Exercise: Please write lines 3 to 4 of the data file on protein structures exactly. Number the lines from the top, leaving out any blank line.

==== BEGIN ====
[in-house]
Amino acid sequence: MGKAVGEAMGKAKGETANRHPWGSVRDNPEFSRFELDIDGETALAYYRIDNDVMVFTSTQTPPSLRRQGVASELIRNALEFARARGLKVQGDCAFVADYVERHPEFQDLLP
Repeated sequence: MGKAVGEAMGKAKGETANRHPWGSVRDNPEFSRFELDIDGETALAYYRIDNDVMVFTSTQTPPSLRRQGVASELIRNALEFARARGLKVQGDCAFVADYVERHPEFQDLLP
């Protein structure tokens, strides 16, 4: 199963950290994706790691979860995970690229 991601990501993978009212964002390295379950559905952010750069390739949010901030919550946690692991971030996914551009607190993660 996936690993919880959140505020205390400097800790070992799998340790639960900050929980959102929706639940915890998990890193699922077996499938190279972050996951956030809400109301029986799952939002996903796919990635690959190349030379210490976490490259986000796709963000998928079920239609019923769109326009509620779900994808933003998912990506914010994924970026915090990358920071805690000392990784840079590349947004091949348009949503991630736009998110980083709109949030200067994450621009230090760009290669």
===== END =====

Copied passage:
Repeated sequence: MGKAVGEAMGKAKGETANRHPWGSVRDNPEFSRFELDIDGETALAYYRIDNDVMVFTSTQTPPSLRRQGVASELIRNALEFARARGLKVQGDCAFVADYVERHPEFQDLLP
């Protein structure tokens, strides 16, 4: 199963950290994706790691979860995970690229 991601990501993978009212964002390295379950559905952010750069390739949010901030919550946690692991971030996914551009607190993660 996936690993919880959140505020205390400097800790070992799998340790639960900050929980959102929706639940915890998990890193699922077996499938190279972050996951956030809400109301029986799952939002996903796919990635690959190349030379210490976490490259986000796709963000998928079920239609019923769109326009509620779900994808933003998912990506914010994924970026915090990358920071805690000392990784840079590349947004091949348009949503991630736009998110980083709109949030200067994450621009230090760009290669």